Zelda 3DS producer ditches hand-holding; wants you to “get stuck and be lost”

Zelda producer Eiji Aonuma is going all-out to ensure that A Link Between Worlds has old-school, open-ended grit to it. He’s dedicated to the point that he spent a whopping three days arguing with his developer over removing a hint in the game. And you know what? They removed it.


The lost art of in-game exploration: coming to a handheld near you.

Three days. Possibly 72-hours straight for all we know. And all to guarantee that the experience will cater to hardcore fans and usher newbies into classic-style Zelda exploration. Aonuma even insisted that he wanted to “make a game where it would be fun to get stuck and be lost.” Whether this will turn-off modern gamers remains to be seen. 

Soon as I read the news, I instantly thought of the NES Zelda, which went skimpy on hints and let you discover dungeons at your own pace. Remember having to burn a random bush to locate a dungeon? I doubt A Link Between Worlds will have objectives that are that unclear, but at least the game won’t ride us from dungeon to dungeon on a magic carpet.


Nintendo was once nasty enough to hide a mandatory dungeon under a generic bush.

While I’m stoked for the new Zelda, the bigger issue here is a backlash against the gaming trend of hand-holding. The past decade-and-a-half has all but evicted the magic of exploration and challenge in favor of moving things along. Some games are simply linear (Final Fantasy XIII), while others spoil exploration by pointing you to the finish line (Metroid Fusion). Worse yet are the games that play themselves once they’ve determined that difficulty is bad for you. It’s awful, like a basketball coach urging you to pass the ball instead of refine your jump-shot. The New Super Mario series is the biggest offender here, and I was even appalled when Super Mario Galaxy 2 offered to complete a jumping segment for me.

This upcoming Zelda is a throwback in more ways that just its Link to the Past-inspired overworld. I was on the fence about the nonlinear dungeon order, but soon as I heard the game would go thin on hints, I was sold. November 22, my friends.


6 thoughts on “Zelda 3DS producer ditches hand-holding; wants you to “get stuck and be lost”

  1. Just imagine if Ninja Gaiden or Mega Man had a block that you could hit that would let the AI take over the level for you. It would be looked upon as insane, but for some reason it’s become “the thing” recently. I’m so happy to hear this. I liked Skyward Sword, but it didn’t exactly lend itself to exploration to determine your next goal.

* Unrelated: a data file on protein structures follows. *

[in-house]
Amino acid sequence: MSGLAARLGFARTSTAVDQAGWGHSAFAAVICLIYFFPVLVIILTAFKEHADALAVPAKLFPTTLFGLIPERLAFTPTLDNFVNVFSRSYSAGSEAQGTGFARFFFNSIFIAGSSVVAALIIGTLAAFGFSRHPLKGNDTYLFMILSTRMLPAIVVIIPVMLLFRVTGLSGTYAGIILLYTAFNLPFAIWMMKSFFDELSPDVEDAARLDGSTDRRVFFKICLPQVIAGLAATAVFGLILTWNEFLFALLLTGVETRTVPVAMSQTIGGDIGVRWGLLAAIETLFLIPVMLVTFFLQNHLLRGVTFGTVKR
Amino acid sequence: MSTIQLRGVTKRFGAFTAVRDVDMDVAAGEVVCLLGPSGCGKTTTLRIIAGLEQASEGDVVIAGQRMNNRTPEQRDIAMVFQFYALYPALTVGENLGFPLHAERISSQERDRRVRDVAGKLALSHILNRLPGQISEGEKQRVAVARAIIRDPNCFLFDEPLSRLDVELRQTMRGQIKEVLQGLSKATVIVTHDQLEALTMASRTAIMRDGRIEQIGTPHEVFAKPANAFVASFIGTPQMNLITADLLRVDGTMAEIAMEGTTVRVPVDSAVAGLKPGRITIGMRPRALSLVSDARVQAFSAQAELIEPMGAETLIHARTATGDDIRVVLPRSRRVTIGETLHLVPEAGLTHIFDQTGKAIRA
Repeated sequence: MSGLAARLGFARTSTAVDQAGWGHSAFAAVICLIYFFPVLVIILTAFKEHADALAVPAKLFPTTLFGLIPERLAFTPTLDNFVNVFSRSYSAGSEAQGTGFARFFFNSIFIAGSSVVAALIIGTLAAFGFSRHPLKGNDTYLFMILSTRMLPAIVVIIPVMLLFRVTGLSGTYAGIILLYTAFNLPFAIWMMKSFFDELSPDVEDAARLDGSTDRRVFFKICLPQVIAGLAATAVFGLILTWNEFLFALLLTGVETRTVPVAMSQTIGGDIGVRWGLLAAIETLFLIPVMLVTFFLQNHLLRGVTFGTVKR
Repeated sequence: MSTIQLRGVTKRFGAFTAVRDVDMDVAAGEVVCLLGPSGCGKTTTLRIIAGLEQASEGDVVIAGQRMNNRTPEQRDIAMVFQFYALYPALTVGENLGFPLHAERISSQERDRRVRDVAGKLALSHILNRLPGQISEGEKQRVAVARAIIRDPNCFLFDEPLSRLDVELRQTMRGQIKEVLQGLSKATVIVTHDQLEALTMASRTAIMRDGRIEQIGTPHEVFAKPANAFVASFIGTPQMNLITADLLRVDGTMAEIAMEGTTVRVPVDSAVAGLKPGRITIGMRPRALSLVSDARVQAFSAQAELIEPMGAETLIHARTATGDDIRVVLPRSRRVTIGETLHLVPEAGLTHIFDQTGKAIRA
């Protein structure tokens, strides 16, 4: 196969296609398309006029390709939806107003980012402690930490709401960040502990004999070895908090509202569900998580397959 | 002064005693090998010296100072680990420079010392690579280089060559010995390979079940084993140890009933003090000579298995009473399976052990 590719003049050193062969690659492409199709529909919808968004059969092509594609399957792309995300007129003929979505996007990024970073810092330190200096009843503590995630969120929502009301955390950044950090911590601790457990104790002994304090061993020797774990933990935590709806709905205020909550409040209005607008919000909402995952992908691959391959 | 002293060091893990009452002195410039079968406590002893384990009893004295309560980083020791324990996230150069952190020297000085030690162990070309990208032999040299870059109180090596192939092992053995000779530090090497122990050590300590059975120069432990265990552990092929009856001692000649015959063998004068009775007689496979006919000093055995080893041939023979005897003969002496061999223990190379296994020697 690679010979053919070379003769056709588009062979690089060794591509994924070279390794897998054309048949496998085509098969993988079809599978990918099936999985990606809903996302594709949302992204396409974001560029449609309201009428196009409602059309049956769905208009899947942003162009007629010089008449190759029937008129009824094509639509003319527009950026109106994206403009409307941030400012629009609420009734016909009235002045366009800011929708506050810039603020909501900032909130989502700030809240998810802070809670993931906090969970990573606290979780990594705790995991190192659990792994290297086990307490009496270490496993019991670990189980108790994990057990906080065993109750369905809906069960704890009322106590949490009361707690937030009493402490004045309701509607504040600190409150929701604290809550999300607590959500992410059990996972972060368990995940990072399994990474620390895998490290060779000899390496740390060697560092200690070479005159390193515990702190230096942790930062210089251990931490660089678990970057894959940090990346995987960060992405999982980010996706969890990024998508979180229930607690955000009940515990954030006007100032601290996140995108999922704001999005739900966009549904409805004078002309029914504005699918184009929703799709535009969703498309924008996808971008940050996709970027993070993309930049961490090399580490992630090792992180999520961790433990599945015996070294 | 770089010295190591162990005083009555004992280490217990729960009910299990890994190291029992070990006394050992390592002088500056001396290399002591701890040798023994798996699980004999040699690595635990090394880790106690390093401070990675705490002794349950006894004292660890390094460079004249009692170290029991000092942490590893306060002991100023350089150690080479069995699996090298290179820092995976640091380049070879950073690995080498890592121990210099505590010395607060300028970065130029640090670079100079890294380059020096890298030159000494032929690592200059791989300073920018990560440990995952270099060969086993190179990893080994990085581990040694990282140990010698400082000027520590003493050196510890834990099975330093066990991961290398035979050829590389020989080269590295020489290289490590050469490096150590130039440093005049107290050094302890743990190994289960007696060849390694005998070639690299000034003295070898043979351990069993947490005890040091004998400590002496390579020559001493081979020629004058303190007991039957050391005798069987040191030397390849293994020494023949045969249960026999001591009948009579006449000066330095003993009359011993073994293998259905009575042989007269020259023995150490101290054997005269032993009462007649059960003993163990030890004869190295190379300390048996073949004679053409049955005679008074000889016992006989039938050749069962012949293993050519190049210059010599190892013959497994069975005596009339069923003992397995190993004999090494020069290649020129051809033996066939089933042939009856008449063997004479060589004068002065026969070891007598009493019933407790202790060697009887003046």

• I cringed at that first sentence of yours. Stay brutal, Ninja Gaiden.

      As for Skyward Sword, I didn’t like the way all the areas (forest, desert, etc.) were sectioned off beneath the clouds. It was too neat and disjointed. The magic of Ocarina of Time (and the other 3D Zeldas) was that when you saw something in the distance, you could go there. Skyward was all about “Hey, drop me off in the desert, thanks!”

  2. The only thing that worries be about this game is the art style. It’s reminiscent of the recent super deformed style Square has taken to on many DS games (FFIV, Bravely Default). I don’t really care for it, but I’m sure it won’t hinder my enjoyment.

    • Good eye. I noticed the same thing, particularly in the newest video. Link looks dreadful in his close-ups–kinda resembles a 3D version of the cartoon art from Link’s Awakening and LttP.

  3. Hello Brandon. I notice you’re an avid gamer and a good eye for RPG video games. I’m also very thrilled over this new Zelda game’s recent developments. Video games do in fact have a lot of spoon feeding elements when it comes to easter eggs and treasure hunting these days, but wouldn’t you agree that sites like gamefaqs and online strategy guides have also contributed to gamer’s laziness these days.

    • Absolutely. However, there’s a colossal difference between seeking help online and having things handed to you in the game itself.

      I personally love GameFAQs. I rarely use it for walkthroughs, although it comes it handy when I want to locate items/sidequests/etc that may otherwise be impossible to find. The key thing with GameFAQs is that you don’t have to use it–it’s entirely up to you how much help you receive. There’s a sharp contrast between that and an in-game companion winking at the solution to a puzzle.

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